Most of the birds that come to RWRC are released back into the wild after they are healthy again. Some birds, because of the nature of their injuries or other factors, become part of the center’s education outreach program. These birds will accompany Staff member to elementary schools and other locations for special presentations.
As you can imagine, it is an expensive proposition to provide this kind of care. Food, medicine, and other essentials are costly. In addition to these expenses, the facility must also be be licensed by the State and Federal Government. Rehab Permits, Education Permits, and Salvage permits from both Texas and the US Government are required.
The RWRC relies exclusively on private donations of material and money for their day to day operation. They do not receive funding from Federal, State or Local government. The facility runs on a shoe string budget, and the folks at the RWRC have become experts at stretching a dollar. Over the years Kathy has become a master of re-purposing and reuse. Much of the facility has been cobbled together from whatever items happen to be donated. The employees at the RWRC take great pride in their ability to make productive use of items other people have discarded.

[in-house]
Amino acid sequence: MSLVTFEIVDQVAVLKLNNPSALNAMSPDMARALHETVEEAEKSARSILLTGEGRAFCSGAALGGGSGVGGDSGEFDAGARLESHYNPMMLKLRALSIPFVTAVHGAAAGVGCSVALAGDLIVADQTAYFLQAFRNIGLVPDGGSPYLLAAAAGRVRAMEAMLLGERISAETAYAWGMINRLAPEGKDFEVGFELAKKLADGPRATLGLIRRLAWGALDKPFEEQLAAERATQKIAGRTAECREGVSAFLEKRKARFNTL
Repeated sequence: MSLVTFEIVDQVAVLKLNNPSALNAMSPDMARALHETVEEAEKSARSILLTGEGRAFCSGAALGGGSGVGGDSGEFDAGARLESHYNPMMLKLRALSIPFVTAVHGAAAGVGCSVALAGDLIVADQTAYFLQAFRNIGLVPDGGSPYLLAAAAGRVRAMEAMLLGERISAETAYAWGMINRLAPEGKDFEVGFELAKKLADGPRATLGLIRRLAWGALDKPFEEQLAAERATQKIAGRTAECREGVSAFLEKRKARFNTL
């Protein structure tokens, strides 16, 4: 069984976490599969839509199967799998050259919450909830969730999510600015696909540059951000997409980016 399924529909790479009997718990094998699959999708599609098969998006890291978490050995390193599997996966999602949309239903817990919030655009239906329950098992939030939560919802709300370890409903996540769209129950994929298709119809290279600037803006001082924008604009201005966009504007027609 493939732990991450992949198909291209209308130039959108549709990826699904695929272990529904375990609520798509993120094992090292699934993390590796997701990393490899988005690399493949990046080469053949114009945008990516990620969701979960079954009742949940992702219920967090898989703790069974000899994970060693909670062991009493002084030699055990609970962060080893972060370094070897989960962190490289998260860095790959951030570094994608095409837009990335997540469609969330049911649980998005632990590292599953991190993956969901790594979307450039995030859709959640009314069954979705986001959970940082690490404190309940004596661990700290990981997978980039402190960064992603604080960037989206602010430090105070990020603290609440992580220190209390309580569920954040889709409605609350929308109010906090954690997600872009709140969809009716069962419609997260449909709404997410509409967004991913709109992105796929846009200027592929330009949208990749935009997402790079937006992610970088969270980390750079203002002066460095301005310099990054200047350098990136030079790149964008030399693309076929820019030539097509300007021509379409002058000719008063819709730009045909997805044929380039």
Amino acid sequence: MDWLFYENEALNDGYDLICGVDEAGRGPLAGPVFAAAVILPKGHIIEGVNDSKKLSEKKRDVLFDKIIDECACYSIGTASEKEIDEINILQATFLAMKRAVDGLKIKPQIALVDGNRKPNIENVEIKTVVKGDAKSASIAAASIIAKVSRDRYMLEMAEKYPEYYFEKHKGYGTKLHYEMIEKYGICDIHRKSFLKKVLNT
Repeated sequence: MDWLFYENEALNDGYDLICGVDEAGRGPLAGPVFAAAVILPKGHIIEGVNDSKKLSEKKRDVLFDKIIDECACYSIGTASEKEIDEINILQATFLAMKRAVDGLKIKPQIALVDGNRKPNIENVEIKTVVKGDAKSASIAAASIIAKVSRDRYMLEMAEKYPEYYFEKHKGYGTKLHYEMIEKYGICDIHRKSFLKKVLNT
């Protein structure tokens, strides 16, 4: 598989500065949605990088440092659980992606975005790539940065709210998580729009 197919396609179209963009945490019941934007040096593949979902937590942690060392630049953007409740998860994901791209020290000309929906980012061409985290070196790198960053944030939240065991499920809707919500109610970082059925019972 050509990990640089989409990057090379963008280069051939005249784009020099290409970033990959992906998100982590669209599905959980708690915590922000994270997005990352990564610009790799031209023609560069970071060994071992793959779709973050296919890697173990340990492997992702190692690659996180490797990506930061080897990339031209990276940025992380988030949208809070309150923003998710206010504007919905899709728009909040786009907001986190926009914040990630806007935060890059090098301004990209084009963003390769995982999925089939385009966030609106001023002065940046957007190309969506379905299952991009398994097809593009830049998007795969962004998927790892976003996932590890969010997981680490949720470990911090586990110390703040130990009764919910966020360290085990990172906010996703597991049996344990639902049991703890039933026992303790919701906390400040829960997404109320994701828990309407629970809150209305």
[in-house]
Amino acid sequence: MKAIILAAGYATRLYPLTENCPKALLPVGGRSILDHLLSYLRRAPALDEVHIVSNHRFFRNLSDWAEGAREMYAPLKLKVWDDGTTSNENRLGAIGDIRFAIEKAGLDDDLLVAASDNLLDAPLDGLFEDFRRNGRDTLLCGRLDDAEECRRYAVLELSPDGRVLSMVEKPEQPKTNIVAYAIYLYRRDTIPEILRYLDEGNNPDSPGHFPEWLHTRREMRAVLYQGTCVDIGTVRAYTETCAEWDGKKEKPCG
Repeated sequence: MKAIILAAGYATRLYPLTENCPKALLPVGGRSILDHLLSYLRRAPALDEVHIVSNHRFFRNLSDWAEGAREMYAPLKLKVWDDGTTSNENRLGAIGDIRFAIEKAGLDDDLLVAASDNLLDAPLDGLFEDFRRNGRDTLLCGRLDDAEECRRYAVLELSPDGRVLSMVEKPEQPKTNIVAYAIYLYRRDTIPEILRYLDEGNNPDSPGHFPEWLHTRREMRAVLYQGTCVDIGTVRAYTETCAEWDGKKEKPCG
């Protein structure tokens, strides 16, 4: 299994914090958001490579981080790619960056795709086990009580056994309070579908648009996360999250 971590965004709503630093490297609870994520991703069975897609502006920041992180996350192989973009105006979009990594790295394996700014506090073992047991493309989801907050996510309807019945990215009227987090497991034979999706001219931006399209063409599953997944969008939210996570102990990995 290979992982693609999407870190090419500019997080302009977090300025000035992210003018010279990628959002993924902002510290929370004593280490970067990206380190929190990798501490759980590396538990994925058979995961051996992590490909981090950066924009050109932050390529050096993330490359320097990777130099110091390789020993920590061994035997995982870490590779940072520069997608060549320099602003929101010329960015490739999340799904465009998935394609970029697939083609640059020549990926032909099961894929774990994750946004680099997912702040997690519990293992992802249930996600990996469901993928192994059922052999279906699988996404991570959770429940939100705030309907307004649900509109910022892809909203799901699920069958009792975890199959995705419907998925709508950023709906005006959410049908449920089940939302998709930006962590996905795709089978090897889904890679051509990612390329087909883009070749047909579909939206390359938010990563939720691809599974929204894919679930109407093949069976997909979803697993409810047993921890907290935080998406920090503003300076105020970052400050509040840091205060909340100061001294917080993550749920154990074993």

There is no question that caring for and feeding a multitude of birds like this is a major undertaking. Doing it on a shoe string budget is all the more challenging. For Kathy and the rest of the staff managing the stress level is a prerequisite for working here. One of the stories the staff related to me is that there are three blenders on the premises. One for fish, one for mice, and one for margaritas. Here’s to hoping those blenders are clearly labeled.
The links below contain more information about the Rogers Wildlife Rehabilitation Center and ways you can help:
One Reply to “Rogers Wildlife Rehabilitation Center”
We have a dove nest at the top of our fence she just laid the eggs so I know I have alittle time. We have 2 dogs after the eggs hatch should we somehow block off that part of the yard. I’m worried about when they leave the nest and our on the ground for several days before they fly. But I don’t want to interfere if I shouldn’t.